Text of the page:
Some Boyne City officials are considering whether food trucks should be allowed to operate within the Boyne City limits.
According to a Dec. 6 memo from Boyne City Assistant Planner Annie Doyle and Boyne City Main Street Manager Hugh Conklin, there has been some interest in the possibility of opening Boyne City up to mobile refreshment businesses.
“To date, the planning department has had five inquiries from individuals interested in operating food trucks in Boyne City during the spring and summer of 2014,” they stated in the memo. “Currently, the city does not have a policy or set of requirements specifically regulating this type of business.”
The issue has been investigated at the request of the Boyne City Main Street Board by Conklin and Doyle.
“We have researched what other Northern Michigan cities are doing in regards to food trucks and discovered that each community is unique in their approach, tailoring each to their community,” they stated.
According to the memo, stakeholder perspectives, economic environment, demographics, geography and communications methods are some of the characteristics that have resulted in very different regulations.
Examples include the following:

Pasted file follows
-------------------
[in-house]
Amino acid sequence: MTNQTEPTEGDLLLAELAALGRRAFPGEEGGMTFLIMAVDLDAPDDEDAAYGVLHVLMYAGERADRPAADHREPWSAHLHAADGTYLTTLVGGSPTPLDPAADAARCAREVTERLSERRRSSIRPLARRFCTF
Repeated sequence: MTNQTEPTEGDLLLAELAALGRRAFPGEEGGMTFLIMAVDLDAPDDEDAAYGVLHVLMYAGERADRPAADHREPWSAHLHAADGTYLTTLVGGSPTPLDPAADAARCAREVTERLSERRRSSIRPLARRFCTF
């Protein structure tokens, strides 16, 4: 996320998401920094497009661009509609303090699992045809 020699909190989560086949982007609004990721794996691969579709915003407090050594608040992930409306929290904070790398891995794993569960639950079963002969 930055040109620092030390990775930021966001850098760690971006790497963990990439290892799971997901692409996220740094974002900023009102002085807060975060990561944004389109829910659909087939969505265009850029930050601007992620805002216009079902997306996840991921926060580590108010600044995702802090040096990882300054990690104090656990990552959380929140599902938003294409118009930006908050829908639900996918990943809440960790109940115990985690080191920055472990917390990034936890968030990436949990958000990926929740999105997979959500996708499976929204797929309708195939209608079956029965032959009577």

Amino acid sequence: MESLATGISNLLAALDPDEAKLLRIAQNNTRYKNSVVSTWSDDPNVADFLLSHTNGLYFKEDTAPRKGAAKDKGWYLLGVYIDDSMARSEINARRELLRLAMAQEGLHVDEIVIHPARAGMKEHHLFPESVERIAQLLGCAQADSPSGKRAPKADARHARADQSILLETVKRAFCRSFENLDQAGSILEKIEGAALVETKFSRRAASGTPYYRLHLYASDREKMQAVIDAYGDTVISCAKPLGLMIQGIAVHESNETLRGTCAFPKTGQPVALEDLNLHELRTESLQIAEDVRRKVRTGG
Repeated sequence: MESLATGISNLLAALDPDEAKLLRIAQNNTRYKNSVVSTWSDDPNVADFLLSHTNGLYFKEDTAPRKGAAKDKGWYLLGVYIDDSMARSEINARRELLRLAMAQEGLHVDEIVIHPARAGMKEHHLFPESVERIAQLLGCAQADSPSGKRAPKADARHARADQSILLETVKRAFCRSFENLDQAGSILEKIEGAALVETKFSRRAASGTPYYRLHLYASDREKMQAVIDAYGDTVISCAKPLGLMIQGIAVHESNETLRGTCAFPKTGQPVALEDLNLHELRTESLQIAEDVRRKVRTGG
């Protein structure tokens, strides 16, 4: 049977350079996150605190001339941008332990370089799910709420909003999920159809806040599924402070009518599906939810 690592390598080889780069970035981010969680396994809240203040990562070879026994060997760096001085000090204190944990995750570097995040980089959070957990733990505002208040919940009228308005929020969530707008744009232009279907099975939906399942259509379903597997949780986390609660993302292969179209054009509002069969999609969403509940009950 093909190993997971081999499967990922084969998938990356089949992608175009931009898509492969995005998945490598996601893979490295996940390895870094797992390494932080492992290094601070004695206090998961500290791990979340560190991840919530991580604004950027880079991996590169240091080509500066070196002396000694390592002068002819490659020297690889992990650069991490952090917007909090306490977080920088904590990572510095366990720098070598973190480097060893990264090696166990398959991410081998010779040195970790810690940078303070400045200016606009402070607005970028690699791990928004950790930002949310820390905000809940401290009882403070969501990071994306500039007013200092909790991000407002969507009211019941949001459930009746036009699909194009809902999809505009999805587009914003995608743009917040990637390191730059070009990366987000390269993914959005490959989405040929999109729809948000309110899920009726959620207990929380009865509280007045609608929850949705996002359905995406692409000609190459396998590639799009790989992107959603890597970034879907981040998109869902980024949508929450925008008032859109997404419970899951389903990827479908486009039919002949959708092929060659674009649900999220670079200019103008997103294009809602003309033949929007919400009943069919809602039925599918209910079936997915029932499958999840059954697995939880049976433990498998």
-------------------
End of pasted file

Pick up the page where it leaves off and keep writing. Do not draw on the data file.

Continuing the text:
Traverse City allows food trucks in designated areas, charges a fee and limits the number of permits it gives out each year.
Charlevoix allows food trucks in any private parking lot in areas zoned for restaurants, charges no fee and has no permit process.
Petoskey has kept existing regulations that do not allow food trucks to operate.
Harbor Springs is in the process of researching its options.
“This diversity in approach is also what we have found in other communities throughout the state and country,” they stated.
According to the memo, there are numerous financial impacts and other variables that could be investigated further to ensure an informed decision is made on the matter.
“For example, what are the financial impacts of food trucks? Do they bolster surrounding businesses by drawing larger crowds or do they detract from the already existing local economy? Do they foster local entrepreneurs and the establishment of future brick and mortar businesses?” they state in the memo. “How do they contribute to the aesthetic sense-of-place in a downtown area? What are the pitfalls that we need to be aware of? What are the best practices? What should the role of the city be in the regulation process?”
This issue was on the agenda for the Tuesday Dec. 10 Boyne City Commission meeting but was removed in order to allow time for more research to be done on the issue.
“In determining a course of action for our community, it seems there are many variables that still need to be identified and assessed in order to make a more informed decision,” it was stated in the memo. “Aside from our current requests, this type of business is growing in popularity; not only in Northern Michigan but around the country, and it is possible we will have more requests in the future.”